Paris Armistice Day, 1995

By Gerda Bikales
Published in The Social Contract
Volume 6, Number 2 (Winter 1995-1996)
Issue theme: "Affirmative action for immigrants?"
http://www.thesocialcontract.com/artman2/publish/tsc0602/article_509.shtml



November 11 is a somber day in the French national calendar. It marks the end of a bloody war, waged over four long years, and won at the price of a million young men felled in battle for the honor of France. One of these young men - his unidentified remains buried at the very center of the glorious Arc de Triomphe, his grave marked by an eery blue flame that burns eternally - receives throughout the year a steady stream of formal visitors carrying floral tributes, but never as many as on that anniversary. He is le soldat inconnu, the Unknown Soldier, a mighty hero in a nation that knows how to honor its heroes.

It was a gray day here in Paris, not very cold yet but with a hint of approaching winter, and enough wind to really whip the gigantic French flag flying within the Arc. Our country's flag was there too, next to that of Canada and of Great Britain - symbols of the Grand Alliance that defeated the German army seventy-seven years ago, and which would be called upon to do so again twenty-seven years later.

The President of France was there to pay his respects, and so was the usual coterie of politicians. They made speeches that no one heard because the loudspeakers malfunctioned. The military bands played and soldiers from all service branches and the elite military schools marched proudly in practiced drills, their ceremonial uniforms resplendent. The crowd watching was small, but appreciative. They applauded the marchers as they went by. This was the new French military, men and some women, whites and a few blacks, sharing for a moment the sense of history that flows so elegantly from the twelve broad avenues converging upon the Arc de Triomphe, bearing the names of Napoleon's generals and victorious battles.

November 11 was also the start of the Algerian presidential election, the first of three days of voting by citizens of that country at Algerian consulates across France. With a logic all its own, the Algerian consulate in Paris is located on the rue d'Argentine - Argentina Street - just a block away from the Arc de Triomphe. The lines of eager voters formed at dawn and quickly spilled out to the Avenue de la Grande Armee, named for Napoleon's army. There the waiting Algerians could hear the military bands, and catch a bit of the action in the distance.

The number of Algerians showing up at their consulates across France clearly took everyone by surprise. No one had expected such crowds - not the consulates, and certainly not the police. The metros constantly disgorged people, and numerous chartered buses brought in others from small towns all over the Paris region. In the wake of several terrorist attacks in Paris and in other cities, the police quickly called for reinforcements, put up barricades, lined up ambu-lances, and controlled the flow of a line that grew steadily longer as the day went on. Despite the long hours of waiting, the crowd was largely peaceful. Most police and medical intervention resulted not from overheated political disagreements, but from pushing and shoving in the final stretch leading to the entrance of the consulate.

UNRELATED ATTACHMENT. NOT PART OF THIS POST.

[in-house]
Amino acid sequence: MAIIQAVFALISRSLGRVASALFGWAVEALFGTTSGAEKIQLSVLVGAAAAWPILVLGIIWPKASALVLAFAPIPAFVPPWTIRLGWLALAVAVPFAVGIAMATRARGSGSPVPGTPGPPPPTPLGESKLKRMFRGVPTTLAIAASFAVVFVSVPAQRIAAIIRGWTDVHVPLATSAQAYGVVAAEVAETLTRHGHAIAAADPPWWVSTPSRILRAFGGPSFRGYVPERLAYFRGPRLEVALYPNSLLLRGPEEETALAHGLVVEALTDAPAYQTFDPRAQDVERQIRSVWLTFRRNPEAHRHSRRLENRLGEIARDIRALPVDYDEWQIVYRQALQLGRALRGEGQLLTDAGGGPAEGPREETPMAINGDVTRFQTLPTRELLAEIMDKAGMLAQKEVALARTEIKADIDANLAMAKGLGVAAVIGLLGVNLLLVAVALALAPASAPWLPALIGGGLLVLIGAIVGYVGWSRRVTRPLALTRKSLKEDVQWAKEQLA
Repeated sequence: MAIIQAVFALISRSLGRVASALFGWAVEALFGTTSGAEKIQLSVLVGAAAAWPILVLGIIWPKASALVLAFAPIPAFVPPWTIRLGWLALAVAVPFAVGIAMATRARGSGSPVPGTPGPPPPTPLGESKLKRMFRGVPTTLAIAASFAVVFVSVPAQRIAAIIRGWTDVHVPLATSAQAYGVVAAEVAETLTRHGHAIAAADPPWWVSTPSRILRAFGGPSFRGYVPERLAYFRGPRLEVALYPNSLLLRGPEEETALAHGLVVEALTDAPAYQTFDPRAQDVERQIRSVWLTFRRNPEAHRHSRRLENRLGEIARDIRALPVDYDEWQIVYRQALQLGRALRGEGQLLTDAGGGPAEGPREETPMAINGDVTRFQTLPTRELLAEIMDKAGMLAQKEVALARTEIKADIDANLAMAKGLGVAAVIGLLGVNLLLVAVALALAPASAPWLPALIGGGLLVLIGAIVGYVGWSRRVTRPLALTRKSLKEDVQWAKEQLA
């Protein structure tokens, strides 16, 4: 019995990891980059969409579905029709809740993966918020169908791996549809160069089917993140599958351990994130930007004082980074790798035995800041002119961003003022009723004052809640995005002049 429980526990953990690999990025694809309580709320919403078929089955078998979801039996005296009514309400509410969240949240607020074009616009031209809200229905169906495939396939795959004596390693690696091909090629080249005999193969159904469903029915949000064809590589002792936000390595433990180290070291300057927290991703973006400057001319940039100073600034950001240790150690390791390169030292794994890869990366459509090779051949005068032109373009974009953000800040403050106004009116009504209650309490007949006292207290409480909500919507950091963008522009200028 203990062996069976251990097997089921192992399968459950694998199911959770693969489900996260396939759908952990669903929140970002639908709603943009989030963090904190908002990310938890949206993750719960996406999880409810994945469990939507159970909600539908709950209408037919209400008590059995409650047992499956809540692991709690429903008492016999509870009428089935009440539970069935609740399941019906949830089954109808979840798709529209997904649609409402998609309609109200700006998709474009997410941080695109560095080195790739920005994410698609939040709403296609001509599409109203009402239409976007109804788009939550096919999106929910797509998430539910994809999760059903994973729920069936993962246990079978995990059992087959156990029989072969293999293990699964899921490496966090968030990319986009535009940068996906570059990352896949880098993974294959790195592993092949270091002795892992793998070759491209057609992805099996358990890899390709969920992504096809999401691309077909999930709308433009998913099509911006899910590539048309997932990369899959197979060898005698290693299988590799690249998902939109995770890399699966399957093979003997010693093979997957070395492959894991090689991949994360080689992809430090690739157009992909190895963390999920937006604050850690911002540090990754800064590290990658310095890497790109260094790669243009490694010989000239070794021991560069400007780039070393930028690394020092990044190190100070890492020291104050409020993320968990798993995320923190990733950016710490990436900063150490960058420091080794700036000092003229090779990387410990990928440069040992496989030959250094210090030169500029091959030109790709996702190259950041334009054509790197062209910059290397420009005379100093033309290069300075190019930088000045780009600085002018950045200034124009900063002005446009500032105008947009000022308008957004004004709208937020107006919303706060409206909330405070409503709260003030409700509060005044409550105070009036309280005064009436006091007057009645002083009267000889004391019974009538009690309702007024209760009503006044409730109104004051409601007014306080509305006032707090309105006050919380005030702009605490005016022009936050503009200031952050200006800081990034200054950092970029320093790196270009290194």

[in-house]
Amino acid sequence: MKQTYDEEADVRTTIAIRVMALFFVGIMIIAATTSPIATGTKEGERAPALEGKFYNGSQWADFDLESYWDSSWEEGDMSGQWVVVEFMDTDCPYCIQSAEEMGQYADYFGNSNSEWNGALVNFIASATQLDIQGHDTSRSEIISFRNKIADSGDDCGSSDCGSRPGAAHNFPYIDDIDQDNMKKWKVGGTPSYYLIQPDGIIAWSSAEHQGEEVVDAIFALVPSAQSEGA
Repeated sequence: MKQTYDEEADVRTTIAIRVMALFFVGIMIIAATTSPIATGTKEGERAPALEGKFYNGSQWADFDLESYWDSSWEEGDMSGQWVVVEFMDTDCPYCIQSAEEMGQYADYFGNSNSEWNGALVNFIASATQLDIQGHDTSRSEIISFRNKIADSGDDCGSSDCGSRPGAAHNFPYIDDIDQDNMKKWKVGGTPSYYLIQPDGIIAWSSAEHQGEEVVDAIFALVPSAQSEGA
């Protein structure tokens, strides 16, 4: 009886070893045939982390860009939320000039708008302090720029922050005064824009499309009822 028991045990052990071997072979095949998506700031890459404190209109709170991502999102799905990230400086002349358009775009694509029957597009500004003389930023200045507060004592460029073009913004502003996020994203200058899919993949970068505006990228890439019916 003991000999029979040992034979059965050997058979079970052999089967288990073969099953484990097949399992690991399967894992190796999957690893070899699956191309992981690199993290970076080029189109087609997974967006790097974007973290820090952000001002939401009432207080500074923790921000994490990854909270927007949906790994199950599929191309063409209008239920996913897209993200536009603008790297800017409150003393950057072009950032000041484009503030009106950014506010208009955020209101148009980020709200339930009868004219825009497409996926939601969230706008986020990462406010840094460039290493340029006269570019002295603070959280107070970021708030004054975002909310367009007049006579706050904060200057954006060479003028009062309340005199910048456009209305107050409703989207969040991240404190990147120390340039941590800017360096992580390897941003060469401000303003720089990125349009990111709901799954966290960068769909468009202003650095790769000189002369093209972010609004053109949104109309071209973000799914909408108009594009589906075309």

What surprised this observer was the large number of women among the voters. There were older women wearing the traditional headcovering, and younger ones in stylish short skirts, puffing on cigarettes between carefully rouged lips. Overheard conversations were in Arabic and French, with French more dominant. For these voters were not only Algerians born abroad, but also their French-born sons and daughters.

About 620,000 Algerian immigrants were counted in the last French population census, in 1990. Over the years, some of these immigrants have become French citizens. Their French-born children, most of whom have dual Algerian and French citizenship, do not appear in any separate census category - their number is unknown. The venerable newspaper Le Monde estimates that in all there are a million Algerians living permanently in France.

Judging from the outpouring of eager voters that went on for three days, interest in the affairs of their home country is extraordinarily high in this population, among the French-born as well as among their elders. It is an interest that is implicitly encouraged by the French government, which in fact counted on these very voters, familiar as they are with the ways of democracy, to help bring about a measure of political moderation and stability in Algeria.

Among the voters, immigrants and French citizens alike, many had served in the Algerian military. In France, where a period of military service remains obligatory for all its young men, the law now permits citizens with dual nationality to choose in which army they want to discharge this obligation. And so it is that, with the blessing of the French government, its citizens now carry arms to defend the interests of other nations.

By noon on November 11, the ceremonies at the Arc are finished, the marchers and onlookers have dispersed, and the Unknown Soldier is left alone under a blanket of elaborate bouquets. We know very little about him, except that he was surely French - and only French; that he never served in the armed forces of any other country, friend or foe; and that he gave his young life for a country known the world over for its high conception of civil liberties, its relative openness to the contributions of others (including in its military through the legendary Foreign Legion), and, until not long ago, its confidence in itself and in the value of French citizenship.

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